Baking Makeup Technique: What, How To, and FOTD - Cosmetopia Digest Beauty and Makeup Blog



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Tuesday, September 20, 2016

Baking Makeup Technique: What, How To, and FOTD

Just when I thought I had the hang of strobing and highlighting, the trend changes to "baking". What next, the stir-fried makeup look? Or the parboiled one?
So what is the baking makeup trend? No, you don't stick your head in the oven. There are different ways of "baking" or cooking your makeup out there, but the majority of the beautysphere, particularly on Reddit, follows these steps:
1. After makeup, you apply a tonne of powder. Some recommend baby powder, but you can also use any old pressed or loose powder, or setting powder in your own shade.
2. Then, you proceed to dunk your face in a basin of water. Some do this by liberally spraying on a face-mist, but I find that leaves most of the powder on the face and actually combines with the powder "to create a sort of blancmange".
3. Post-dunk, pat your face dry - gently, please.
Fans of the trend claim your makeup will be set, matte and long-lasting. Let's see what happened when I "baked" my mug.

Scroll down for the lowdown on the baking makeup trend, and for a "baked" FOTD using the Lorac Pro 3 Palette and more. 

 How do do "baking makeup" - tutorial and review, full-face FOTD and EOTD with Lorac Pro 3.

I did not apply the following products before the dunking:
  • Mascara
  • Eyeliner
Waterproof or non-waterproof, some things are best not risked. Everything else went on first.
What did I use?
 How do do "baking makeup" - tutorial and review, full-face FOTD and EOTD with Lorac Pro 3.




Laura Mercier Translucent Powder (for "baking")

The "baking" process (there are different baking methods detailed by different people but this is what the majority seems to follow):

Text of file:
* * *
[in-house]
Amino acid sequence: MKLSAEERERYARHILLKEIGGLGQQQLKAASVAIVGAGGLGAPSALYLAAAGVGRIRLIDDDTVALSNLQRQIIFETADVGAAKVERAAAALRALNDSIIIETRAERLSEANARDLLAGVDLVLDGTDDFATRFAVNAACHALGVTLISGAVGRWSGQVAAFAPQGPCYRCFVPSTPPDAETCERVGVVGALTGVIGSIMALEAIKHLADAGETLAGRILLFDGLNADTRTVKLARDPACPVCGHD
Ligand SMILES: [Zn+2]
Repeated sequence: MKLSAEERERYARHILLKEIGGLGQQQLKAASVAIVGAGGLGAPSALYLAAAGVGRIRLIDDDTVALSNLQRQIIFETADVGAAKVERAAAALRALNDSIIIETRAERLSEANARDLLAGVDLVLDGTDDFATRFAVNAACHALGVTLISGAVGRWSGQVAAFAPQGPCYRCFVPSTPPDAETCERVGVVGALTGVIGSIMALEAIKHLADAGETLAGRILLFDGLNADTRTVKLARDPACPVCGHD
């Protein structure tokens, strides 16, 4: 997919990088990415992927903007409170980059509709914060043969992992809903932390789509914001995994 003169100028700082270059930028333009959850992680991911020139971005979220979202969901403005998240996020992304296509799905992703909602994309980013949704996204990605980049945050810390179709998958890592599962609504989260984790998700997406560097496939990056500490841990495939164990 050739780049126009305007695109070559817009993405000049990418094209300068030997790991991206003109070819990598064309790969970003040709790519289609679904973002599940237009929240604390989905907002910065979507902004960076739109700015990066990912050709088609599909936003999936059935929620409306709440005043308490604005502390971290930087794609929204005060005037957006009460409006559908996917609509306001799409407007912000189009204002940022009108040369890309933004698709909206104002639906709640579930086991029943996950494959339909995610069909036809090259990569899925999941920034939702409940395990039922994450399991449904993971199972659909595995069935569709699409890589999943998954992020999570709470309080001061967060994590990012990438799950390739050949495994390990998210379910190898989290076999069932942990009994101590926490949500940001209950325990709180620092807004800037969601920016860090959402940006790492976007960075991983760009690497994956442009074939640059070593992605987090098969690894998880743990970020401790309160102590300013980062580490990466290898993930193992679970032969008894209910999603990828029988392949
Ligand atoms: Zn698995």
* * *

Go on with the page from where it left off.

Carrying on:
• First, I applied a nice coating of the Laura Mercier powder.
  • Then, I dunked my hair in a basin of water for a few seconds.
  • I patted my face dry gently with a couple of paper towels.
And then...
My entire makeup, including the Lorac EOTD, was blurred. And - worst of all - F.L.A.T.
I looked flatter than a tyre that has met with a few nails. Flat and waxy.
Even my lipstick looked lighter. The bronzer all but disappeared.

Here's the look.
 How do do "baking makeup" - tutorial and review, full-face FOTD and EOTD with Lorac Pro 3.
 How do do "baking makeup" - tutorial and review, full-face FOTD and EOTD with Lorac Pro 3.

No. Just - no. IMO I look generally sad. I've always been diffident and insecure about my looks, and hate my face and skin anyway, but this one is easily my worst look. My makeup is faded out and there is a waxy finish in photos. Plus, my faux-bangs are ruined.


  • The face was blurred out, rather like with a very heavy dose of silicone primer. Which means, if you blended out your makeup, this process blended it a bit more. 
  • It isn't just blurring in a good way - the entire skin looks waxy in photographs.
  • My carefully-done bronzer/contour pretty much disappeared. 
  • My eyeshadow look lost its sharpness and turned out looking less pigmented than before. 
  • The only thing that did not dim at all was the Benefit Goof Poof Brow Pencil - this thing won't budge if you paid or even threatened it.
  • Patting your face dry removes not just the powder, but also the product you applied just beneath it - in my case, bronzer and eyeshadow. 
  • I agree, the face does become matte initially, but my sebaceous glands realise this and work overtime soon after. Anyway, my face produces enough oil to merit membership in the OPEC group.
  • My hair was FLATTENED, and my faux-bangs disappeared. I know you'll say it was my fault for not using a bandana or something, but that flattens my faux-bangs even more. 
And, did the look last at all? No more than usual, sadly. I turned oily after the normal timespan. I needed my touch-ups, as usual. I get better staying-power using setting powder normally, or even using Urban Decay's setting sprays.
Nor was it particularly flawless. I get better results with a full-coverage foundation and silicone primer. 


Well, my Mum taught us to say something nice, or say nothing at all, so....
"Baking" makeup is fine if you:
  • Want to try something gimmicky and new.
  • Want a softer, blurrier look.
  • Don't mind reapplying certain elements of your makeup, such as bronzer or blush.
  • Do not have sebaceous glands that protest mattifying by working overtime.
  • Want a unique and gimmicky method of setting your makeup. 
  • Have no high expectations regarding staying power, mattification, and so on.
  • Want to keep up with whatever trend is sweeping the beautysphere. 
That's enough. I'm off to go look at normal photos of myself in an attempt to feel better. 
Check out other makeup posts this week.

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